: Most physicians receive training in and about an acute care-oriented health care system that cannot adequately address the challenges of chronic care management. While medical training has increasingly included chronic care management, quality care necessitates education approaches that go farther. In April 2005, the Louis Stokes Cleveland VAMC implemented a weekly Diabetes Shared Medical Appointment (SMA). Results indicate that SMAs are sustained and, as such, SMAs offer an important opportunity to improve chronic care and a unique setting for training physicians. SMAs offer the potential to provide training in crucial skills that have to date remained less amendable to traditional educational practices. In order to equip physicians with resources to effectively and efficiently manage chronic care, the ways in which SMA experiences are processed and integrated into learning about interdisciplinary approaches and expanding trainees' understanding of chronic care issues need to be examined. Without addressing this gap, it is not possible to develop a comprehensive care model that links education and patient outcomes for chronic conditions, such as diabetes. Building on previous pilot work, we continued to address evaluating and validating instruments. The proposed pilot project included using a think-aloud protocol to evaluate and validate new items and scales assessing interdisciplinary team and chronic care/diabetes beliefs, and evaluating and adjusting direct observation coding tools for chronic condition care.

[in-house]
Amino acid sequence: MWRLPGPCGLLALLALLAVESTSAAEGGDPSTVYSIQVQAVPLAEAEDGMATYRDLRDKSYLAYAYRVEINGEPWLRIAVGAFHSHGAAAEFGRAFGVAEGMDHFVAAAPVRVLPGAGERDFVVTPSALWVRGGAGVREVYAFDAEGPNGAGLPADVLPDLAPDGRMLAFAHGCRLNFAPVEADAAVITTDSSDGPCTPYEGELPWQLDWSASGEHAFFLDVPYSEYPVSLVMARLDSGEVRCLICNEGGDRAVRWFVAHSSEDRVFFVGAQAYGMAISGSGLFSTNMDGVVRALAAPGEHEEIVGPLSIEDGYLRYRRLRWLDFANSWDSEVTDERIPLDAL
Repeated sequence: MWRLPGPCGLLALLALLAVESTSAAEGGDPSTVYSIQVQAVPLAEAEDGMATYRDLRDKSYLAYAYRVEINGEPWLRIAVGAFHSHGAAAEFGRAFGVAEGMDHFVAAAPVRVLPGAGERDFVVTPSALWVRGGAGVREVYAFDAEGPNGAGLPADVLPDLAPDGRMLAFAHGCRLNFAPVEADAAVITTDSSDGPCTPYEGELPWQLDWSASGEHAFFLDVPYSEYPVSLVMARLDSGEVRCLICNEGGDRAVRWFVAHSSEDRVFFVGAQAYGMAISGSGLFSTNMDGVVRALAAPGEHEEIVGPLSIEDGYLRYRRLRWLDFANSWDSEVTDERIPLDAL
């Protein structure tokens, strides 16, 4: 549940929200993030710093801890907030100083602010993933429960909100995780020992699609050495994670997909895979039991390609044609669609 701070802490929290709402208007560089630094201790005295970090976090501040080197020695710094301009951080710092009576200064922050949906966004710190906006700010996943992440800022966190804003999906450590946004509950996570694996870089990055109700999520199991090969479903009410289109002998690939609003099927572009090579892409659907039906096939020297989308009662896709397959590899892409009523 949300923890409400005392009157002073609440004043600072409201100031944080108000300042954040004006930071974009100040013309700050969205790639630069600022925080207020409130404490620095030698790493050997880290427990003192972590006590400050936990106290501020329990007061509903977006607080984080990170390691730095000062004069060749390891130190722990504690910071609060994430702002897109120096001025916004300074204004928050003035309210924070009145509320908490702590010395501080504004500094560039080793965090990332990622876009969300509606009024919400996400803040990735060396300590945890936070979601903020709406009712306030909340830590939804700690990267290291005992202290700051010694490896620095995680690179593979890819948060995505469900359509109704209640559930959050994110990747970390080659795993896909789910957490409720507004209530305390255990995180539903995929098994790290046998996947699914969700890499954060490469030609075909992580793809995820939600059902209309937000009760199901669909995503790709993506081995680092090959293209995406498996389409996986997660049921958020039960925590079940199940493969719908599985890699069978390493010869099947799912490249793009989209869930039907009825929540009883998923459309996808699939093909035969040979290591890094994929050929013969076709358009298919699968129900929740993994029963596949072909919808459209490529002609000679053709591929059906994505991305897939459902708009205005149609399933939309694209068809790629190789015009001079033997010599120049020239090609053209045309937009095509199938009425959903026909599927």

Interventional
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Allocation: Non-Randomized
Endpoint Classification: Efficacy Study
Intervention Model: Parallel Assignment
Masking: Open Label
Primary Purpose: Health Services Research
Diabetes Mellitus
Behavioral: Shared Medical Appointments
Participated in shared appointments for patients as part of interprofessional team providing care for diabetes
  • Experimental: Shared Medical Appointments
    Medical students participated in shared medical appointments for patients with diabetes for one month.
    Intervention: Behavioral: Shared Medical Appointments
  • No Intervention: No shared medical appointments
    Medical students in this arm did not participate in shared medical appointments.
Watts SA, Gee J, O'Day ME, Schaub K, Lawrence R, Aron D, Kirsh S. Nurse practitioner-led multidisciplinary teams to improve chronic illness care: the unique strengths of nurse practitioners applied to shared medical appointments/group visits. J Am Acad Nurse Pract. 2009 Mar;21(3):167-72. doi: 10.1111/j.1745-7599.2008.00379.x.

*   Includes publications given by the data provider as well as publications identified by ClinicalTrials.gov Identifier (NCT Number) in Medline.
 
Completed
33
February 2012
September 2008   (final data collection date for primary outcome measure)

Inclusion Criteria:

Medical Students:

Inclusion: All medical students participating in diabetes Shared Medical Appointment sessions or other training experiences during the course of the study.

Exclusion Criteria:

medical students who have participated in SMAs for patients with diabetes at the Cleveland VAMC in the past.

Both
20 Years to 75 Years   (Adult, Senior)
Yes
Contact information is only displayed when the study is recruiting subjects
United States
 
NCT00676208
SHP 08-141
No
Not Provided
Not Provided
VA Office of Research and Development
VA Office of Research and Development
Not Provided
Principal Investigator: David C Aron, MD MS Louis Stokes VA Medical Center, Cleveland, OH
VA Office of Research and Development
August 2014

ICMJE     Data element required by the International Committee of Medical Journal Editors and the World Health Organization ICTRP